• “My search for man and mankind is all I know”: Soumitra Chatterjee

    Pradip Biswas on the veteran actor

    February 28, 2018

    Soumitra Chatterjee. Image Courtesy: Siasat


    Soumitra Chatterjee, the winner of the Dada Saheb Phalke Award, the highest honour in Indian cinema, appears to be an infallible prodigy. If one considers acting as a craft, he is remains unsurpassed. In a conversation with me, he says, an understanding of the art of cinema, as well as of acting, can only come from insight. His main point is this: one has no right to love or hate anything, if one has not acquired a thorough knowledge of its nature. His ideas and views on various subjects, all inform his rich body of work, which is also influenced by his relationship with Satyajit Ray, Mrinal Sen, Tapan Sinha, Tarun Majumder, Asit Sen, Ajay Kar and his bete noir, Uttam Kumar.

    Chatterjee has explained what, in his opinion, makes the characters he portrays so complex, complicated, and memorable.

    Some claim that it is his ability to dig into the skin of the character that makes each of his characters totally different from one another. To understand a character, one has to understand the situations and circumstances which cause a human being to struggle in life. He struggles, and then he is either successful or unsuccesful.

    Chatterjee’s dictum is that one needs to understand the man in all given situations, whether the situations are antagonistic or symbiotic.

    A work of art  becomes most meaningful when it follows response, when it unravels the instinctive obscurities that frames an individual decision.

    Pauline Kael, a pioneering critic, while looking into Asani Sanket, had called Chatterjee, “Ray’s one man stock company.” This was because he had acted in 14 of Satyajit Ray’s best films, exceeding the number of times Toshiro Mifune acted in Kurosawa’s films.


    A still from Satyajit Ray's film Asani Sanket. Image Courtesy:Firstpost

    Chatterjee had a quaint beginning so to say. Behind his initial rise in theatre, there was the indelible contribution of great Sisir Bhaduri, a thespian who navigated professional theatre in Bengal with epic posturing. Chatterjee said, recounting those days:

    In my house, there was a great love for acting and the stage. My father used to love acting and was an amateur actor. He was a lawyer by profession. In our small town of Krishnanagar, where I grew up, there were small theatre groups that were active in those days, mainly due to the influence of the famous dramatist Dwijendra Lal Ray.

    Chatterjee’s grandfather was the president of one such group. Chatterjee has been acting on stage since he was very small.

    He remembers staging plays at home as a child, using the bed as a small stage, his mother's saree for the wings and the bedcover for screens.

    Then, he started acting in school plays. In those days, a good performance in a school play was rewarded by a medal.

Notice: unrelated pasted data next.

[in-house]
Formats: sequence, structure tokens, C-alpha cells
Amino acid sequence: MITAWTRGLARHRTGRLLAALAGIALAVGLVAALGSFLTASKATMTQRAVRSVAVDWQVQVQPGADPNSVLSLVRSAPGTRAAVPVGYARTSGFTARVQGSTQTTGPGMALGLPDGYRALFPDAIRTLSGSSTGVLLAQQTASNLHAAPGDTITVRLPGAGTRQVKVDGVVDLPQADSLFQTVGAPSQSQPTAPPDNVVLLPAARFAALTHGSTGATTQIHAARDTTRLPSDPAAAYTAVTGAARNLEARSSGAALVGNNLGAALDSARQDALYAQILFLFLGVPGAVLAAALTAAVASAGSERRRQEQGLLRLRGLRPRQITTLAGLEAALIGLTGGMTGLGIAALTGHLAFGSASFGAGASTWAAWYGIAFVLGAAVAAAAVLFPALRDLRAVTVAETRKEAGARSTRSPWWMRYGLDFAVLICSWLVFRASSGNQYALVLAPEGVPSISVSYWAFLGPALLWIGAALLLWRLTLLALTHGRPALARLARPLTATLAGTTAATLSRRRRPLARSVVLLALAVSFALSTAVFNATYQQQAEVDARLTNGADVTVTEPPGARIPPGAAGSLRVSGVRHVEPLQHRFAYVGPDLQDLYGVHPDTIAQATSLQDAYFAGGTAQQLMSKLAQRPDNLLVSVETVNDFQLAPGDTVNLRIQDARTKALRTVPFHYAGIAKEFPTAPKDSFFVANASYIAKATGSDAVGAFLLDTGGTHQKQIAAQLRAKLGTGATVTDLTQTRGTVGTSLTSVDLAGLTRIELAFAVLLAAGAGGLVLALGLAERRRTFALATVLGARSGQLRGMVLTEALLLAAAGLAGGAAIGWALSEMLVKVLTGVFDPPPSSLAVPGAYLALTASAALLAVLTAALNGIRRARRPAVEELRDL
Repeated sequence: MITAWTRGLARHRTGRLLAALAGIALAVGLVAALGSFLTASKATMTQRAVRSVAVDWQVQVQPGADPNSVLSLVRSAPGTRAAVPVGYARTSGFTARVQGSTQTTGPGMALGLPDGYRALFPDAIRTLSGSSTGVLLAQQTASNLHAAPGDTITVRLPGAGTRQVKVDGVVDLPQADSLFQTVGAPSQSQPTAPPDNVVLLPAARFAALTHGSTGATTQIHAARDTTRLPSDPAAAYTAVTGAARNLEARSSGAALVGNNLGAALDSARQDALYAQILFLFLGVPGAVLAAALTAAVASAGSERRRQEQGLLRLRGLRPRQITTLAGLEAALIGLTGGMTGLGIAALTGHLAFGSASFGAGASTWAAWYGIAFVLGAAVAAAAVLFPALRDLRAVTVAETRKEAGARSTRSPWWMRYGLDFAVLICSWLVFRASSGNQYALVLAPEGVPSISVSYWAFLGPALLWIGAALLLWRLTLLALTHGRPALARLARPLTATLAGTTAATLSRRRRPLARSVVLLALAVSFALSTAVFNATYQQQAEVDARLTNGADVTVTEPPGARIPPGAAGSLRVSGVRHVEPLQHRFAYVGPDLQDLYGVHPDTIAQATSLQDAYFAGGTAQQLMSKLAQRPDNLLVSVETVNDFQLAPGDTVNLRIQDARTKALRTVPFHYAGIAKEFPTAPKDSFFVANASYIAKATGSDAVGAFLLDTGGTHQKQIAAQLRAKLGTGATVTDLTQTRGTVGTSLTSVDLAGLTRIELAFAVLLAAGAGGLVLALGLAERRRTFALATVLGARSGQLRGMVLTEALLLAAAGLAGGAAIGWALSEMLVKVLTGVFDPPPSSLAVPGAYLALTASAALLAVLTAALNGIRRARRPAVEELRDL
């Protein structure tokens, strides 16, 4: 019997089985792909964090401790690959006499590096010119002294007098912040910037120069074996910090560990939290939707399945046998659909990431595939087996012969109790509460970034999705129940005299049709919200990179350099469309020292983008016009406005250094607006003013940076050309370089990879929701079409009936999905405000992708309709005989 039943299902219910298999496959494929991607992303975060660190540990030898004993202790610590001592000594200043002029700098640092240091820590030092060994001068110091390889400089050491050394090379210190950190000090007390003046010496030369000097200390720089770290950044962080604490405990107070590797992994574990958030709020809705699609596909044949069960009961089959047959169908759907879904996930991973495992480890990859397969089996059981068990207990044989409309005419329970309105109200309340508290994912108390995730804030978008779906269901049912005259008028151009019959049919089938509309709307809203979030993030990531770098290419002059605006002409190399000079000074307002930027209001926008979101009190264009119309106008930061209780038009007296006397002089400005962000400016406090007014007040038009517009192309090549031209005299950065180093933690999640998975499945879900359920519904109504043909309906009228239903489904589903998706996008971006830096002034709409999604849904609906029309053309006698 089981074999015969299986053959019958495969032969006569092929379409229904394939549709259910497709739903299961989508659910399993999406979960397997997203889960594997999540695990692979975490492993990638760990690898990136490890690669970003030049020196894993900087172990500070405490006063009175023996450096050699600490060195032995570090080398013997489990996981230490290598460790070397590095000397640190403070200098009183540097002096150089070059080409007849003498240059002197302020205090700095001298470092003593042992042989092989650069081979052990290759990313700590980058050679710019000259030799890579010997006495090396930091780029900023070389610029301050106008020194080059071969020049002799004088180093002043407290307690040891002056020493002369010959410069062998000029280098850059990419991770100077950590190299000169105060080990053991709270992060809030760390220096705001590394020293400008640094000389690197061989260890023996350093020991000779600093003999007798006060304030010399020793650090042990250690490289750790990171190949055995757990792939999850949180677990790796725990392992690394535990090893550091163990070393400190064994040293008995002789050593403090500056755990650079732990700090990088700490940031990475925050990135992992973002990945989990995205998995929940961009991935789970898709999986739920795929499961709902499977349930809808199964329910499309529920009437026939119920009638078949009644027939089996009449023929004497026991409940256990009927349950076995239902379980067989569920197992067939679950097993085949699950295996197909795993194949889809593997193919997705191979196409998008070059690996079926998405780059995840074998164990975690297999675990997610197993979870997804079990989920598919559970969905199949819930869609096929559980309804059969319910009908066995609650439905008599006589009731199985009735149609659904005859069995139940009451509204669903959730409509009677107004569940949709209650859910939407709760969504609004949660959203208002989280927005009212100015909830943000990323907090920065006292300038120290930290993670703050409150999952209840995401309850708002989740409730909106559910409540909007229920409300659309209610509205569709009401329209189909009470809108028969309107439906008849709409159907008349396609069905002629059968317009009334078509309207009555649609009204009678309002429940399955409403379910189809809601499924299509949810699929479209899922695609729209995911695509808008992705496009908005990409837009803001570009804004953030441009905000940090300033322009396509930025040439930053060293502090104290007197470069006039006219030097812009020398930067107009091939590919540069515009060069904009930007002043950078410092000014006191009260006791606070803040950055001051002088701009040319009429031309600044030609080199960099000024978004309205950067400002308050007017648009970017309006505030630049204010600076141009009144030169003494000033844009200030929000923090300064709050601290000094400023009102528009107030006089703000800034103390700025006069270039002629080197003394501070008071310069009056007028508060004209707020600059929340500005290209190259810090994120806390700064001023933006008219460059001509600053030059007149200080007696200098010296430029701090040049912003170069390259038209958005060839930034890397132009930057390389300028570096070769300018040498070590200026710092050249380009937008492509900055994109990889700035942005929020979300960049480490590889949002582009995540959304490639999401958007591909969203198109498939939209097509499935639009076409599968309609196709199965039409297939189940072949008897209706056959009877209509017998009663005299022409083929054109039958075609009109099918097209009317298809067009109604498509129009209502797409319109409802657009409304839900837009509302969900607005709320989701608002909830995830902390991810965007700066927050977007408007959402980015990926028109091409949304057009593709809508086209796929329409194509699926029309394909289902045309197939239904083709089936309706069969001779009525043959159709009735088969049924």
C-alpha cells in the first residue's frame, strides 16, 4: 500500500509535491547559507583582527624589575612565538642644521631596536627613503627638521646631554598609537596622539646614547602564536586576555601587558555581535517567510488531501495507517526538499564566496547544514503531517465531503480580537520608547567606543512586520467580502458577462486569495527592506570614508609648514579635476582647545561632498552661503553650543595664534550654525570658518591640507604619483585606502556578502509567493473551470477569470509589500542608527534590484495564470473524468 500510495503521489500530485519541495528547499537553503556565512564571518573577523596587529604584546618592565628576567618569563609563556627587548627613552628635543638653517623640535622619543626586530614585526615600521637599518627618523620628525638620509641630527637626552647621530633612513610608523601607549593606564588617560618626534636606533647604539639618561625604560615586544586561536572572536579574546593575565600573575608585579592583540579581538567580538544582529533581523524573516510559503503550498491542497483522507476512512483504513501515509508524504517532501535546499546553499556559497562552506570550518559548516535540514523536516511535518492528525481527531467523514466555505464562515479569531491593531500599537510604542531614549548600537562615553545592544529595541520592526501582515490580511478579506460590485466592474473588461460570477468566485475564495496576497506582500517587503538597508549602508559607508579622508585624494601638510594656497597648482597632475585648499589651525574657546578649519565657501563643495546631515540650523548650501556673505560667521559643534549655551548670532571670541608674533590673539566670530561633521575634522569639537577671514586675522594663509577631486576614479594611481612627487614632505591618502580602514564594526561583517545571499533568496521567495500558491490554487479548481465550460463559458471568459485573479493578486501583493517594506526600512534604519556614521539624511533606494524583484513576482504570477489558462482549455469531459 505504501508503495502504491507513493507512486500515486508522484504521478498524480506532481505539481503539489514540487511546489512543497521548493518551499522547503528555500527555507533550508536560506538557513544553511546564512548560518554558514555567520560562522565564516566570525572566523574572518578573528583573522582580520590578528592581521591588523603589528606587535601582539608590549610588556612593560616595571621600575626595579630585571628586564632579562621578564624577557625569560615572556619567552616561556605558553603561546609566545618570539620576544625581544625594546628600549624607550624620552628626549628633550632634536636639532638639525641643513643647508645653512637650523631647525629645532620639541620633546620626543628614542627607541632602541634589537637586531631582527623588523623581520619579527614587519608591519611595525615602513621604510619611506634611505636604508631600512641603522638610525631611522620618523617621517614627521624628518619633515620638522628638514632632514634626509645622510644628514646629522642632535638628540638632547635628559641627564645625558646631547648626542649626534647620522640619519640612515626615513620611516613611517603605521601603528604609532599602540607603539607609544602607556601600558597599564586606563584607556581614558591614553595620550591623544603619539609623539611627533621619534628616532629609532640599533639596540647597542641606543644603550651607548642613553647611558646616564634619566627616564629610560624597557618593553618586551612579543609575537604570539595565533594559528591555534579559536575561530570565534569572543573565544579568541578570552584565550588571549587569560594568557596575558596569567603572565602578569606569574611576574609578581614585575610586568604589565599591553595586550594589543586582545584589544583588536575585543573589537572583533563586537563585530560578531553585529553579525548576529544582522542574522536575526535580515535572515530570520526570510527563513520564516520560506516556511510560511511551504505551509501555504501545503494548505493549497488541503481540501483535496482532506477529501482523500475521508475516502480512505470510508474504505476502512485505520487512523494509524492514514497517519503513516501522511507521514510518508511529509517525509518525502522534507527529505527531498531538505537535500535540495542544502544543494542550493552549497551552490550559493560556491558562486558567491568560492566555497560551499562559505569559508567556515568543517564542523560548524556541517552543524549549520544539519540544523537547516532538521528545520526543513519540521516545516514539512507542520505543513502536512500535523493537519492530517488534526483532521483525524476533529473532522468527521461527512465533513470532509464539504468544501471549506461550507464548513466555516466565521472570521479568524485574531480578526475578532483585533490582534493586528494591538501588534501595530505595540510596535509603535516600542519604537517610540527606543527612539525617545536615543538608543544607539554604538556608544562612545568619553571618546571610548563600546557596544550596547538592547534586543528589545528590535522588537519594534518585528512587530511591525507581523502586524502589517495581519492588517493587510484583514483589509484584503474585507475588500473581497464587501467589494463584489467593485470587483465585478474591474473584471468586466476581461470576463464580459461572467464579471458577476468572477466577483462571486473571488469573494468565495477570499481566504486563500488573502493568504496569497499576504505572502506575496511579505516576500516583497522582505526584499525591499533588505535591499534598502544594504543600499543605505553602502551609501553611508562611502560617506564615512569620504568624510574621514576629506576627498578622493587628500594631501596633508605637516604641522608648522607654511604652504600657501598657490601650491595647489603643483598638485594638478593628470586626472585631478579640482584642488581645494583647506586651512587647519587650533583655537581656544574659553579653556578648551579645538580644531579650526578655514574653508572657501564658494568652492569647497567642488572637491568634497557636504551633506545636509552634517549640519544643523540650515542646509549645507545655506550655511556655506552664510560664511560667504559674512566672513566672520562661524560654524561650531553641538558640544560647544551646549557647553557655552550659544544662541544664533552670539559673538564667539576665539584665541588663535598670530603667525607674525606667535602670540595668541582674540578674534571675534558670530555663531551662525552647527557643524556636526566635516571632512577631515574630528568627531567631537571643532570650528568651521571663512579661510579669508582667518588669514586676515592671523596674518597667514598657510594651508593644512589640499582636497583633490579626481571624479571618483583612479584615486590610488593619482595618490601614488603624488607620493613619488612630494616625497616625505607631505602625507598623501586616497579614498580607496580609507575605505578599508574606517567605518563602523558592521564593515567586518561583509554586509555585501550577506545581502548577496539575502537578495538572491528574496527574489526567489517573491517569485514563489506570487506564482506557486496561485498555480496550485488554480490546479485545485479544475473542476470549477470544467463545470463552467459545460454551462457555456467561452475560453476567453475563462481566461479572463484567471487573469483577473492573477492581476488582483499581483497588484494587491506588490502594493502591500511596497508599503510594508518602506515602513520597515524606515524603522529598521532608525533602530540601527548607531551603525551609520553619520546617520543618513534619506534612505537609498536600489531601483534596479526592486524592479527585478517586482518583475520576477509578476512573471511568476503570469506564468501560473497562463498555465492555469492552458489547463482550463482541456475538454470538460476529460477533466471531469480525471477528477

He started receiving several medals by the time he was in the higher classes in school. He was soon gripped by the desire to act, act, and only act. He got an opportunity to study in Calcutta. During this time, he saw Sisir Bhaduri in a play. This encounter set the standard, and, by the time he was going to complete his graduation, he had made up his mind to become an actor.


    A scene from Seeta directed by Sisir Bhaduri, 1933. 

    Incidentally, he met Bhaduri through a friend's mother, who herself was a very eminent actress – Shefalika Putul. She acted as Aparna's mother in Apur Sansar. The day they met was a very sad one. It was on that very day his theatre was closing down. Bhaduri asked him to come to his house, and, since then, they kept in touch. This would be the last three years of Bhaduri’s life.

    During these years, Chatterjee got the chance to act in one of Bhaduri’s plays. Whatever Chatterjee learnt of acting in those initial years was from watching Bhaduri. Chatterjee emulated his manners and movement.

    Chatterjee’s name stands inexorably linked to Satyajit Ray's. It is said, if there were no Satyajit Ray in his life, he wouldn't have gained the same rank and position, that he occupies today, on the strength of his talents alone. But this is a two-way street: how Satyajit Ray would have been able to make some of his films without him is also a matter of conjecture.

    “I would have been an actor in any case,” says Chatterjee. He had already made up his mind to be an actor after he met Sisir Bhaduri, but was unsure how successful he would be. 

    Remembering those he acted with, he says, “In my film career, Sabitri Chatterjee is the actress I have respected the most. She is a class by herself. She still rules the roost.”


    Pradip Biswas is a film enthusiast and a film critic who has been involved in film journalism for over fifty two years. He is a member of the film script committee, NFDS, Govt of India and a board member of the selection committee at SRFTI, Kolkata.

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